Ford said a definitive accord would be signed early in 2010 with Geely, a former refrigerator parts supplier that has grown into one of China's largest private car makers since launching its auto business in 1997.
"Ford Motor Company confirmed today that all substantive commercial terms relating to the potential sale of Volvo Car Corporation have been settled between Ford and Zhejiang Geely Holding Group," Ford said in a statement.
The US company said it expected "a definitive sale agreement will be signed in the first quarter of 2010, subject to appropriate regulatory approvals."
The number-two US car maker said work still remained before finalising the deal, including "final documentation, financing, and government approvals."
The accord marks the first major inroad by a Chinese company into Europe's auto industry and would give Volvo access to China, now the biggest car market in the world after the economic crisis hit sales in the United States.
Chinese car makers have launched an expansion drive this year amid upheaval in the global auto industry, with heavy machinery maker Tengzhong agreeing in October to buy the luxury Hummer brand from US giant General Motors.
State-owned Beijing Automotive Industry Holding (BAIC) meanwhile has failed in its bids for GM units Saab and Opel but earlier this month worked out a major deal to purchase the intellectual property rights for some Saab assets.
Ford said the Geely deal would provide Volvo, which employs 22,000 people worldwide, with the resources "to further strengthen the business and build its global franchise."
Geely said in a statement that Volvo would retain its leadership in safety and environmental technologies "should a stock purchase take place."
It also noted that Volvo "will be uniquely positioned as a world leading premium brand to exploit opportunities in the fast growing China market."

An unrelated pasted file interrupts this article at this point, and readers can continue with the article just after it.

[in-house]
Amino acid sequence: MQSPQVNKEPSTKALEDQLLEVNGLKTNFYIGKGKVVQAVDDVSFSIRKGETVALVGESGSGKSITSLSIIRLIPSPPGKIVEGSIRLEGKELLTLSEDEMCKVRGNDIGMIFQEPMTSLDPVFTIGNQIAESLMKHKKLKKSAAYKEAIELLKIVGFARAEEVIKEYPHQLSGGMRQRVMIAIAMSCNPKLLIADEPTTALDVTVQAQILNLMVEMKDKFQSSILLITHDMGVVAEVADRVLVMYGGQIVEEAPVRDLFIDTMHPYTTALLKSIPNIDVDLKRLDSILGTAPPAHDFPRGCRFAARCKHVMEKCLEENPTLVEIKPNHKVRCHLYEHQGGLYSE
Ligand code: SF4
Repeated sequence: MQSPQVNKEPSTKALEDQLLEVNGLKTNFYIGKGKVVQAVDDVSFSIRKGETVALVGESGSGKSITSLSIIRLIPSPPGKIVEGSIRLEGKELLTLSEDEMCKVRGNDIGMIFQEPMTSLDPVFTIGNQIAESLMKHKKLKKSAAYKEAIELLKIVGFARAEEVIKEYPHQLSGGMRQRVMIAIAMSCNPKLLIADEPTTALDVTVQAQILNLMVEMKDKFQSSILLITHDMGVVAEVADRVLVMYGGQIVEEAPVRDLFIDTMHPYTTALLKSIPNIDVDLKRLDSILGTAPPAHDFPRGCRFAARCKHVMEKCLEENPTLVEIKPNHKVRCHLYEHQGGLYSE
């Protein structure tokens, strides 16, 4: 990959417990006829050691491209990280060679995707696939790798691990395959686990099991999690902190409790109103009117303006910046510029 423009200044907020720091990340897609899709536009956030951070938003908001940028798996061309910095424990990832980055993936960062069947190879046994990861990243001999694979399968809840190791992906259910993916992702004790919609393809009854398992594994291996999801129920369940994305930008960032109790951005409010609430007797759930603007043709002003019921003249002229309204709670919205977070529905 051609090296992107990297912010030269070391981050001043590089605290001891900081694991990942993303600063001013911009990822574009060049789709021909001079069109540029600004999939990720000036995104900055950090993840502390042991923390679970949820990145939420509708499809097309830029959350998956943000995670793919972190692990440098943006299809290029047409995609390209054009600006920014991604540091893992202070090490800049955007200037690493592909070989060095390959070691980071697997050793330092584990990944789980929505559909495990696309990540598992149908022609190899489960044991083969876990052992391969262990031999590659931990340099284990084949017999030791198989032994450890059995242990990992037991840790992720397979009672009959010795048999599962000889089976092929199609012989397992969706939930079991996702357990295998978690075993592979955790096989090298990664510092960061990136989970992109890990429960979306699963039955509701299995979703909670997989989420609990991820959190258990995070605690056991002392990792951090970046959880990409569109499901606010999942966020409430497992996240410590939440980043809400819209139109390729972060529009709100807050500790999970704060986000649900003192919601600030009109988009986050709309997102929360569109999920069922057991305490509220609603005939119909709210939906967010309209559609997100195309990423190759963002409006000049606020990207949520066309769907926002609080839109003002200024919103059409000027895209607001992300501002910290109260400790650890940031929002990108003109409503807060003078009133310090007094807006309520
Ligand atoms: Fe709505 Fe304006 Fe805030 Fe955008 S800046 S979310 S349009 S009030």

According to reports in Swedish media and the Financial Times, the price of the transaction will be around $2 billion, less than a third of what Ford had paid for Volvo in 1999.
Ford, which unlike its US rivals General Motors and Chrysler did not take US government aid to cope with falling sales and managed to avoid bankruptcy this year, had put Volvo up for sale in December 2008.
The biggest question in Wednesday's deal was how Geely was going to manage the image of the Swedish brand, known for its sturdy, high-performance cars, said Global Insight's Bertrand Rakoto.
"It would be better ... that Volvo not take a Chinese brand image, because Volvo is a semi-premium carmaker ... for whom image is very important," the analyst told AFP.
News of a Chinese owner for Volvo was received cautiously in Sweden, where the brand was launched in 1927 and has 16,000 employees.
"This is an additional step in the process before the sale is finalised. There are still many important questions to be resolved and it is a complicated sales process," Swedish Enterprise Minister Maud Olofsson told news agency TT.
"There remains a lot to do on the Chinese side," she added.
The head of a Volvo trade union in the company's western Swedish home city of Gothenburg said it was still unclear how Geely wanted to get the loss-making brand to turn a profit.
"It is still unclear what Geely wants out of this agreement, and that makes me worried," Sören Carlsson, head of Unionen, told TT.
"Even though our sales are rising, Volvo Cars still operates at a loss. How Geely wants to solve that, we don't know," he added.
News on the Volvo sale comes as another Swedish automaker, Saab, faces uncertainty about its future.
Its parent company, General Motors, said last week it was shutting down the iconic marque after breaking off sales talks with Dutch sportscar maker Spyker.
But Skyper then made a last-ditch bid for the loss-making brand, which it extended indefinitely hours before it was due to expire Monday.
Spyker chief executive Victor Muller told Swedish newspaper Svenska Dagbladet he was "working under a very difficult timeline" to reach a deal with GM, which set December 31 as the limit for a potential sale or wind down.